Once the roast has started, we’ll continue to adjust the temperature of the roaster – turning down the strength of the roaster as needed – to avoid burning the bean. 

Phil says, “Similar to steak, you don’t want to sear the outside with high heat. Instead, you want the whole bean to cook through at first, as to not roast (or possibly burn) the outside of the bean.”

More dense beans, like Sandhill’s Kula Peaberry, for example, sits in the roaster with no heat to “warm up the bean” before bringing it up to full roasting temp. Darker roasts, like Dark Side of the Loon espresso blend, roasts longer and at higher temperatures. Lighter to medium roasts, like San Miguel, roast for a shorter time and end at lower temperatures. 

Listen for the “First Crack” – You will start to hear a sound of a crack around the 10 minute mark (on average). This is the “first crack” and it signals that coffee is ready and has reached its  lightest stage of roast. During the roasting process, the coffee beans will start to expand as the natural sugars inside the coffee beans expand and help “unlock” the flavor profile of the beans. The pop you hear is the bean popping, which sounds like popcorn popping. 

Continue to Roast as Needed – After the “first crack,” the beans continue to roast into the “development” stage. During this stage of roast, beans will reach medium roast levels and eventually reach the “second crack.” The sound of a second crack which happens, on average, around the 15 minute mark, signals the beans are at the dark roast level.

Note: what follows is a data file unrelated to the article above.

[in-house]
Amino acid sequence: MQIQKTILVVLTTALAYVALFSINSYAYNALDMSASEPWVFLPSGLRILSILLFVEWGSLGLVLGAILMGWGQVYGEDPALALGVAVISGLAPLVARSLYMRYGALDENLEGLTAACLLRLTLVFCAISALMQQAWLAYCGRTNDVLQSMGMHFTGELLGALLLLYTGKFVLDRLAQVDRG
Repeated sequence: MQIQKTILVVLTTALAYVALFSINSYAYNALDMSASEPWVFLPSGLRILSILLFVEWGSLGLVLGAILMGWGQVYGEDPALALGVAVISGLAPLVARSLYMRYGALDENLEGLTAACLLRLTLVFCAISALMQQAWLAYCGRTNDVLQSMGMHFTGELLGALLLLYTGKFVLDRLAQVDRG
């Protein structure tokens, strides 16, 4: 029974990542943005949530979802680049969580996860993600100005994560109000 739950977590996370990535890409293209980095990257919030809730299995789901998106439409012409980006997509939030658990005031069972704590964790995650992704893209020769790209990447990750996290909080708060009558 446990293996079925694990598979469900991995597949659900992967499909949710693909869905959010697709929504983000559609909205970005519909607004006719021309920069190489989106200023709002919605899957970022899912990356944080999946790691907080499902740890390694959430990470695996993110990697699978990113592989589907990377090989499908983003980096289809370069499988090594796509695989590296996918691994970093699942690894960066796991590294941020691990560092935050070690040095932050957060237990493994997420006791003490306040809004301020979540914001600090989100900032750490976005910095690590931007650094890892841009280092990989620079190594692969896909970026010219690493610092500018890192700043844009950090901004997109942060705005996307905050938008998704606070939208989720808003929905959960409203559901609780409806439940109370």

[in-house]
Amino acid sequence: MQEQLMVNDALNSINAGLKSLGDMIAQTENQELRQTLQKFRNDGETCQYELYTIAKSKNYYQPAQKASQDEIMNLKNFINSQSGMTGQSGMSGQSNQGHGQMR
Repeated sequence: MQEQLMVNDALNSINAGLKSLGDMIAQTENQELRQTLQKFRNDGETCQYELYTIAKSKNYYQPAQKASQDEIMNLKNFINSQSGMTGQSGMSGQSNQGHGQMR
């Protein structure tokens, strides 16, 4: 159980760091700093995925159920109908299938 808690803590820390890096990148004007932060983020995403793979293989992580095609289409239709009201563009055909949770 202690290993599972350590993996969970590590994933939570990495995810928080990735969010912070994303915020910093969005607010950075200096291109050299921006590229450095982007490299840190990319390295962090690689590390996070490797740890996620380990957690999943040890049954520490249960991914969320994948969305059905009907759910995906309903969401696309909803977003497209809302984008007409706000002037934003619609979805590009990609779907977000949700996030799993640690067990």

Throughout the roasting process, it’s important that the roaster checks the sample roast tray. This is a small tube that sticks into the roasting drum and pulls out a small sample of beans so that the roaster can see the roasting profile (color, smell, and temperature) of the bean throughout the process. This helps the roaster determine if and when the beans are ready to come out of the roaster – or if they need to adjust the temperature of the roaster accordingly. 

Step 3: Cooling 

Turn on the Fan – It’s time to turn on a fan at the base of the roaster once the beans are roasted to their desired level. This fan helps pull air down through the cooling tray to help efficiently drop the temperature of the beans. 

Drop Beans into Cooling Tray – A small door on the front of the roaster opens up to drop the beans into the cooling tray. A blade spins the beans periodically to add aeration and aide the cooling process. The cooling process takes about five minutes, and once the beans are cool to the touch, the process is complete. 

Step 4: Packaging and Sales

Bag the Beans – The standard 15 pounds of coffee (per 5 gallon bucket)  that Sandhill roasts for each batch of coffee yields around 20 12oz coffee bags. The beans are brought to the Sandhill Mobile Cafe for packaging and labeling. 

Selling the Coffee – Sandhill sells upwards of five to nine types of coffee year-round online, at the mobile cafe, and at local retail stores around the Chicagoland area. Beans are shipped off for online orders weekly or brought to various farmers markets, events, and local shopping districts for the community to buy in person. 

Storage – After purchase, Sandhill Coffee recommends storing your beans in a bag or jar at room temperature (out of the sunlight). You do not need to freeze your beans unless you’re not going to be using them for months at a time.